A team of scientists at Rice University have announced the development of a new electrode material for battery architecture that could see exponential improvement in the lifespan of rechargeable batteries.
The breakthrough came from an unusual method – applying a strip of adhesive tape to the copper current collector on a lithium battery anode and using lasers to bombard it with extreme heat. The heating process made the tape serve as a porous silicon and oxygen coating, made with small amounts of graphene. The coating protects the current collector, allowing it to effectively absorb and release the lithium metal without forming dendrites on the surface. Dendrites are to blame for various battery problems including short-circuiting and catching fire.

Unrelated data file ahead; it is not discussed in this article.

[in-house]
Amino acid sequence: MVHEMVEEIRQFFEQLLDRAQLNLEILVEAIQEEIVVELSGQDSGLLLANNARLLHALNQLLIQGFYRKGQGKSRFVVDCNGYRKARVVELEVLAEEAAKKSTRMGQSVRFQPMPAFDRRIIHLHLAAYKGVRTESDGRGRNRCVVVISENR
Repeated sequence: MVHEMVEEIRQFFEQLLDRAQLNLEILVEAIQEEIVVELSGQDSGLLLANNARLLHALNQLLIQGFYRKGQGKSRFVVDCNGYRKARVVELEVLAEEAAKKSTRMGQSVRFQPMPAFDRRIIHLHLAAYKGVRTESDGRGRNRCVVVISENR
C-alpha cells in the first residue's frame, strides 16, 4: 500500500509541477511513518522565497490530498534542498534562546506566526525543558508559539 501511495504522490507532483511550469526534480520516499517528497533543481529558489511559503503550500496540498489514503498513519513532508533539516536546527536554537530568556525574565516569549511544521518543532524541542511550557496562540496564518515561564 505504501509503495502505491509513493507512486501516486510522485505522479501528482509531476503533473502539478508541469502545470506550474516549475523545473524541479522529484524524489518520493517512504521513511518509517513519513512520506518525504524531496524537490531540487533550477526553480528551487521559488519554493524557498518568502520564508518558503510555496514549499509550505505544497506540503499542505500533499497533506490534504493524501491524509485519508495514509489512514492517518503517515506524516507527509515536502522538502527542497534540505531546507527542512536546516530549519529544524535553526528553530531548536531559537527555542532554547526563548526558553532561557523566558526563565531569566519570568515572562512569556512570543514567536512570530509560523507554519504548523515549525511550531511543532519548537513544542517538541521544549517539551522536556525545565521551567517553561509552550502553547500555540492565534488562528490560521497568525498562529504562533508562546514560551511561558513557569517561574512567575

“When there is zero excess lithium metal in the anodes, they generally suffer fast degradation, producing cells with very limited cycle life,” report co-author Rodrigo Salvatierra said. “On the bright side, these ‘anode-free’ cells become lighter and deliver better performance, but with the cost of a short life.”
The scientists said their method allows batteries to last three times as long compared to existing lithium metal batteries.